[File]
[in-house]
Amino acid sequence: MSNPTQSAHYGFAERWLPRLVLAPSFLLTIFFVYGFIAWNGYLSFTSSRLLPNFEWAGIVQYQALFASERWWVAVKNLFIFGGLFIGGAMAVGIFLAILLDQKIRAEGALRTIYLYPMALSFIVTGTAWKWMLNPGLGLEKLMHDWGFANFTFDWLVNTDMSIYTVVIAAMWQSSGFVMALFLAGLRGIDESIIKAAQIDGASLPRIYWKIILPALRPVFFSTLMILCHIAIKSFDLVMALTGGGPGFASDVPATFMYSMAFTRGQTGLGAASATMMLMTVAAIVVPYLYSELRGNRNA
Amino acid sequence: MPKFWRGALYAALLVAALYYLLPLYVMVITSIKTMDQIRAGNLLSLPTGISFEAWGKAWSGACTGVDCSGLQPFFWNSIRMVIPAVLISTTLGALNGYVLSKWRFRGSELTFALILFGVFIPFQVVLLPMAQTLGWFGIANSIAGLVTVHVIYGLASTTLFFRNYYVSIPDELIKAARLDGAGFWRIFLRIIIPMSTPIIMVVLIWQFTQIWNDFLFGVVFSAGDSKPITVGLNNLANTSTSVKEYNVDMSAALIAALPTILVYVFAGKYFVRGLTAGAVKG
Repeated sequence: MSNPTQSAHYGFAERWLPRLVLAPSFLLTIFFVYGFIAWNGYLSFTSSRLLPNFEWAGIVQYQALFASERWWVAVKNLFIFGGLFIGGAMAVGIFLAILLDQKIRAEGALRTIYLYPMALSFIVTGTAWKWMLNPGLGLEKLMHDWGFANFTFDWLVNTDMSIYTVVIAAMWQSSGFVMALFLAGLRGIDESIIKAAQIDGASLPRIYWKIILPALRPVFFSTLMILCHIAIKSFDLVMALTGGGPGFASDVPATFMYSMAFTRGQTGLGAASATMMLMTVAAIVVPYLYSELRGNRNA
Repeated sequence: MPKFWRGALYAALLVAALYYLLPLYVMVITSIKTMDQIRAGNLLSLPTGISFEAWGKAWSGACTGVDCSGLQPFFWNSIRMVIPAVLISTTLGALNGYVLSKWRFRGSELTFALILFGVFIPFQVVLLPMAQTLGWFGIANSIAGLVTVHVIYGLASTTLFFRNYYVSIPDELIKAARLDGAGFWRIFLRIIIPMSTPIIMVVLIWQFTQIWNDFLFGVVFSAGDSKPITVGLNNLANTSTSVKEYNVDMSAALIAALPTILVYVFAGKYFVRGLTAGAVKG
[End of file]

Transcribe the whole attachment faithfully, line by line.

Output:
[in-house]
Amino acid sequence: MSNPTQSAHYGFAERWLPRLVLAPSFLLTIFFVYGFIAWNGYLSFTSSRLLPNFEWAGIVQYQALFASERWWVAVKNLFIFGGLFIGGAMAVGIFLAILLDQKIRAEGALRTIYLYPMALSFIVTGTAWKWMLNPGLGLEKLMHDWGFANFTFDWLVNTDMSIYTVVIAAMWQSSGFVMALFLAGLRGIDESIIKAAQIDGASLPRIYWKIILPALRPVFFSTLMILCHIAIKSFDLVMALTGGGPGFASDVPATFMYSMAFTRGQTGLGAASATMMLMTVAAIVVPYLYSELRGNRNA
Amino acid sequence: MPKFWRGALYAALLVAALYYLLPLYVMVITSIKTMDQIRAGNLLSLPTGISFEAWGKAWSGACTGVDCSGLQPFFWNSIRMVIPAVLISTTLGALNGYVLSKWRFRGSELTFALILFGVFIPFQVVLLPMAQTLGWFGIANSIAGLVTVHVIYGLASTTLFFRNYYVSIPDELIKAARLDGAGFWRIFLRIIIPMSTPIIMVVLIWQFTQIWNDFLFGVVFSAGDSKPITVGLNNLANTSTSVKEYNVDMSAALIAALPTILVYVFAGKYFVRGLTAGAVKG
Repeated sequence: MSNPTQSAHYGFAERWLPRLVLAPSFLLTIFFVYGFIAWNGYLSFTSSRLLPNFEWAGIVQYQALFASERWWVAVKNLFIFGGLFIGGAMAVGIFLAILLDQKIRAEGALRTIYLYPMALSFIVTGTAWKWMLNPGLGLEKLMHDWGFANFTFDWLVNTDMSIYTVVIAAMWQSSGFVMALFLAGLRGIDESIIKAAQIDGASLPRIYWKIILPALRPVFFSTLMILCHIAIKSFDLVMALTGGGPGFASDVPATFMYSMAFTRGQTGLGAASATMMLMTVAAIVVPYLYSELRGNRNA
Repeated sequence: MPKFWRGALYAALLVAALYYLLPLYVMVITSIKTMDQIRAGNLLSLPTGISFEAWGKAWSGACTGVDCSGLQPFFWNSIRMVIPAVLISTTLGALNGYVLSKWRFRGSELTFALILFGVFIPFQVVLLPMAQTLGWFGIANSIAGLVTVHVIYGLASTTLFFRNYYVSIPDELIKAARLDGAGFWRIFLRIIIPMSTPIIMVVLIWQFTQIWNDFLFGVVFSAGDSKPITVGLNNLANTSTSVKEYNVDMSAALIAALPTILVYVFAGKYFVRGLTAGAVKG